And in conclusion, how ironic is it that a church that claims it GAVE us the Scriptures prevented common people from possessing those Scriptures themselves for centuries, and that it took the courage of brave men to wrench those Scriptures out from Rome’s tight clutches, under the threat of a gruesomely tortuous death, to truly GIVE those Scriptures to those outside Rome’s clergy, translated into languages that could finally be read by multitudes in their own native tongue.

God is not a man that He should lie

Dr. James White writes:

I was just perusing some comments about the debate that took place in South Africa between Jonathan McLatchie and Yusuf Ismail on the Trinity in the Old Testament. Now I wasn’t able to watch it live, and might be able to slip it into the “riding queue” for next week (I do have at least one mega long ride planned), but I wanted to comment on this statement from Ijaz Ahmad, as it caught my attention:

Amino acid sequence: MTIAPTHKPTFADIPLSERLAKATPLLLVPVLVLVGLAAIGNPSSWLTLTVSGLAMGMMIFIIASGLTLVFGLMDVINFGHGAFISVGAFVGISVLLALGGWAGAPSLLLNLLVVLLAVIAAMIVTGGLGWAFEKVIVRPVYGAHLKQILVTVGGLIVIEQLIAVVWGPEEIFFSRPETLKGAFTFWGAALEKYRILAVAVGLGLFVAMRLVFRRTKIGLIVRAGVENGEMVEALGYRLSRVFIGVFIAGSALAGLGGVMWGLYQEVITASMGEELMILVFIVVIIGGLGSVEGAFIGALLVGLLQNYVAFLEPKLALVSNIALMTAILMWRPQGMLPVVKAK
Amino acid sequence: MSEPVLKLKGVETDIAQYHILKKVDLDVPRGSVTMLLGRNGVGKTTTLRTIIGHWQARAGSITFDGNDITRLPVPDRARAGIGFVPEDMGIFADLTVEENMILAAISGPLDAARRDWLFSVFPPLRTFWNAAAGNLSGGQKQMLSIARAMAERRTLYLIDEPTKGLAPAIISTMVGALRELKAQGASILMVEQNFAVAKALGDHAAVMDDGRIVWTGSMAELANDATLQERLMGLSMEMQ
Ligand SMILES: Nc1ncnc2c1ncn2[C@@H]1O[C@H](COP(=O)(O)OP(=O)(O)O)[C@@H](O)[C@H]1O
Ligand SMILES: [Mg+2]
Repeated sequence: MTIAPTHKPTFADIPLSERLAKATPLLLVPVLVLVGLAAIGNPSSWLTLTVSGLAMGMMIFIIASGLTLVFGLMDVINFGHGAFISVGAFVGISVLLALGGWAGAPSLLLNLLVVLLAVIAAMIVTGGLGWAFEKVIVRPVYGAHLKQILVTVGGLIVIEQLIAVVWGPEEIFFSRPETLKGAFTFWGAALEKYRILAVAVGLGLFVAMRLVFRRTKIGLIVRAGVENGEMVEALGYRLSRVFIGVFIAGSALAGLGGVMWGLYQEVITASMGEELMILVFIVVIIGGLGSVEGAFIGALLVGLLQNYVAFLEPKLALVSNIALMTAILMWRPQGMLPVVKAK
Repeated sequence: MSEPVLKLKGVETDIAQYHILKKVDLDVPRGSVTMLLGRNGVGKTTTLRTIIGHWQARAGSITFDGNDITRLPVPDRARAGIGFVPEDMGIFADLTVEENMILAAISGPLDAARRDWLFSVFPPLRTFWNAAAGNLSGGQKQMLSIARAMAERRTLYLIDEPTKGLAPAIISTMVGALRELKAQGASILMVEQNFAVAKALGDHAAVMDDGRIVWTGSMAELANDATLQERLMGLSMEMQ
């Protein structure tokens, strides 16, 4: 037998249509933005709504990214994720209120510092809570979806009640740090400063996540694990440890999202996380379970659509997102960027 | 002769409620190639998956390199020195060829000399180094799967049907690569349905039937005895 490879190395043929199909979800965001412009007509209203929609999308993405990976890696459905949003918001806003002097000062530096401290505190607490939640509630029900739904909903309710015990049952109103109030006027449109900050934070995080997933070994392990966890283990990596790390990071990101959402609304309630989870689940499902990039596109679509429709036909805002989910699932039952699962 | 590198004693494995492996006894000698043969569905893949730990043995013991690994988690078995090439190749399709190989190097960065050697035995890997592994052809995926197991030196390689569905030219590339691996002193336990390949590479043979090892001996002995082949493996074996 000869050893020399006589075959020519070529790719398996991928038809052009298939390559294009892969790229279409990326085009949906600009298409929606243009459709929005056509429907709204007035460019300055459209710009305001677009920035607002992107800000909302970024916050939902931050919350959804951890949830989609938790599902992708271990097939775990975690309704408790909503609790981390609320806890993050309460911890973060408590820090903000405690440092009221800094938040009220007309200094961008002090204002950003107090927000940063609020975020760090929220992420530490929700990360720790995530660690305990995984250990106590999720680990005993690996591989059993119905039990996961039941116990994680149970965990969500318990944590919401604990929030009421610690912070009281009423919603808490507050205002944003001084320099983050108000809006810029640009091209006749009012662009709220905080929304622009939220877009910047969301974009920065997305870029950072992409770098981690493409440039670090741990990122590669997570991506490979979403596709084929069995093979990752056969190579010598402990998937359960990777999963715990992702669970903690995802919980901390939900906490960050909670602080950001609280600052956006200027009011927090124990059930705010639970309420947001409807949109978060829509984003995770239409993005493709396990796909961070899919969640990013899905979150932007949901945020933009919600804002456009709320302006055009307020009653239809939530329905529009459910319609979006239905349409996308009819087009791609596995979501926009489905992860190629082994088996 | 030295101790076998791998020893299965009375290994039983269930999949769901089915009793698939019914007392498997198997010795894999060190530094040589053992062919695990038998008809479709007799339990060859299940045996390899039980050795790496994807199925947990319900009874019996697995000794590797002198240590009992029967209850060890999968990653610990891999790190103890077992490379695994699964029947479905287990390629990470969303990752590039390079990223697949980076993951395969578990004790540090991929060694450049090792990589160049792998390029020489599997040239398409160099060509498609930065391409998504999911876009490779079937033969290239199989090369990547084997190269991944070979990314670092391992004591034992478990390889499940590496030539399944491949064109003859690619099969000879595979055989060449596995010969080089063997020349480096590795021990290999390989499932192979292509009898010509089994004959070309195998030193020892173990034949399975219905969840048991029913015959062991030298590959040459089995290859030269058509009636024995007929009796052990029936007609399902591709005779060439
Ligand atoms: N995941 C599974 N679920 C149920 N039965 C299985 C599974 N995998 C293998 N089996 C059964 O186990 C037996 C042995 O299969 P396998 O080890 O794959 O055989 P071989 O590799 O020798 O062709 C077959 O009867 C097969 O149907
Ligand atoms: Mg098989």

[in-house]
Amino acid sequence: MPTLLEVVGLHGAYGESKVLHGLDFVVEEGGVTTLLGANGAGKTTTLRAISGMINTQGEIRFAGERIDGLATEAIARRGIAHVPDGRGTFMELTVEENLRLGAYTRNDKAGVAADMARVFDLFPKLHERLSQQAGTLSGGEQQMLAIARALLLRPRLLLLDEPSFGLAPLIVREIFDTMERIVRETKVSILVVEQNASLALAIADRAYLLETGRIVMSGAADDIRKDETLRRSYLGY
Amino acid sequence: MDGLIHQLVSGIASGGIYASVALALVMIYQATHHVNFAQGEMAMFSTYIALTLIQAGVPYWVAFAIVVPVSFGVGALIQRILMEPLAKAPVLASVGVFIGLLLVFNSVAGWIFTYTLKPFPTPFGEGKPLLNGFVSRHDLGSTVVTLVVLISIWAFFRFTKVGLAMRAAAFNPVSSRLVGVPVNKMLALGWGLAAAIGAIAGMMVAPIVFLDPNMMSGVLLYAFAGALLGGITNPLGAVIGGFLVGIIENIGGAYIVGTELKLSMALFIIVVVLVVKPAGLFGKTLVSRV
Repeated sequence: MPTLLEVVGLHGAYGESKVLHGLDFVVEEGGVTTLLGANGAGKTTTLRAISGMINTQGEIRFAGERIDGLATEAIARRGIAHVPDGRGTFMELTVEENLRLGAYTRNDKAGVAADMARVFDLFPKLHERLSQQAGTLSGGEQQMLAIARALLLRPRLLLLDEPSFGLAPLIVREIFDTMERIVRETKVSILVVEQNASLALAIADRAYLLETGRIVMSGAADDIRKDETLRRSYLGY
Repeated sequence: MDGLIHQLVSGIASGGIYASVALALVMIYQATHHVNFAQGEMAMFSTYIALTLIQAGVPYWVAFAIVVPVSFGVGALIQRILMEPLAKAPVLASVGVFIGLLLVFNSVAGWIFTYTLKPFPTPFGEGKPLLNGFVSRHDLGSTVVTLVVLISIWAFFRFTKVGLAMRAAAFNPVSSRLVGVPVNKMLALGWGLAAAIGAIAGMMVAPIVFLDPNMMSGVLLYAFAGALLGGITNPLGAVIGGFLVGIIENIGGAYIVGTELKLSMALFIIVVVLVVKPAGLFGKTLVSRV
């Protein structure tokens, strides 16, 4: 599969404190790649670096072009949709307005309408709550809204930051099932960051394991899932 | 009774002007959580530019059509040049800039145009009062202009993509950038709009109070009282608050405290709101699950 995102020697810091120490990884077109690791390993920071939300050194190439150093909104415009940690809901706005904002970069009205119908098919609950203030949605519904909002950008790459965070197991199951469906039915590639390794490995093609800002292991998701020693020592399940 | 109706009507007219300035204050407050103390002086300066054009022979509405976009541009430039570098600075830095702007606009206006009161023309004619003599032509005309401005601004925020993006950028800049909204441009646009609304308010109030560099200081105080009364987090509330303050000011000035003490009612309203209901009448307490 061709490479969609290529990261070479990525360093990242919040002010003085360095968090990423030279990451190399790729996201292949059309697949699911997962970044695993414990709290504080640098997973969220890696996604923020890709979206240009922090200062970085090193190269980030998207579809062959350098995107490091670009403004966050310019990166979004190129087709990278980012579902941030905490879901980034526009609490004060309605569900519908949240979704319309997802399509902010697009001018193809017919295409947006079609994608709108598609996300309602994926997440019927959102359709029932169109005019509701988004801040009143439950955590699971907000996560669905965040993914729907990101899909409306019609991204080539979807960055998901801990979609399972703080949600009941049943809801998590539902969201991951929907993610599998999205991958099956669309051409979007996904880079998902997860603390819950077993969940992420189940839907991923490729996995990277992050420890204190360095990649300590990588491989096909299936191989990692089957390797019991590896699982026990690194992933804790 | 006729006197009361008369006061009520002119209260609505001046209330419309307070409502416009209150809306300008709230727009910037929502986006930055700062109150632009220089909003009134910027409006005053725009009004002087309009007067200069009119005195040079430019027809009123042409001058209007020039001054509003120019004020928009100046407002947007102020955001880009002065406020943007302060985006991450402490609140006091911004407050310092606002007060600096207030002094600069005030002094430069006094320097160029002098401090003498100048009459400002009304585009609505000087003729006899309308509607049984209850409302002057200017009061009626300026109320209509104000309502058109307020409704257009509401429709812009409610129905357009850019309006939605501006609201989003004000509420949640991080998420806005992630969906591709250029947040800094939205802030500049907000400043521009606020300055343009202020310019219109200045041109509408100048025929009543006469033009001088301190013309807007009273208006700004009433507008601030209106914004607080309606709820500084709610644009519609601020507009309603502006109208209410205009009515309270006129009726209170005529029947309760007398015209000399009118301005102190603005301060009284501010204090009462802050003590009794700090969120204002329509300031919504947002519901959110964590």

There were quite a few fronts that the Christian side simply did not show up for, which had they been demonstrated would have been better than merely reading off as many quotes as was possible. Take for example the argument by Jonathan that Br. Yusuf’s use of Numbers 23:19 was incorrect because it was not about the character of God, but of man, foregoing that as a Trinitarian he believes that the Person of Christ was both man and God, therefore if it did speak of the Trinity (in this case the Trinitarian Person of Jesus), then he should have not denied that it referred to the character of God, unless Jonathan himself denies that the Person Of Jesus was not a divine actor with two natures. The interesting thing here is that if Jonathan does believe that God inspired the Old Testament (in whatever form), then shouldn’t God have known He would appear as a man at some point and therefore the verse’s relevance would apply then? This seems to have gone over Jonathan’s head altogether.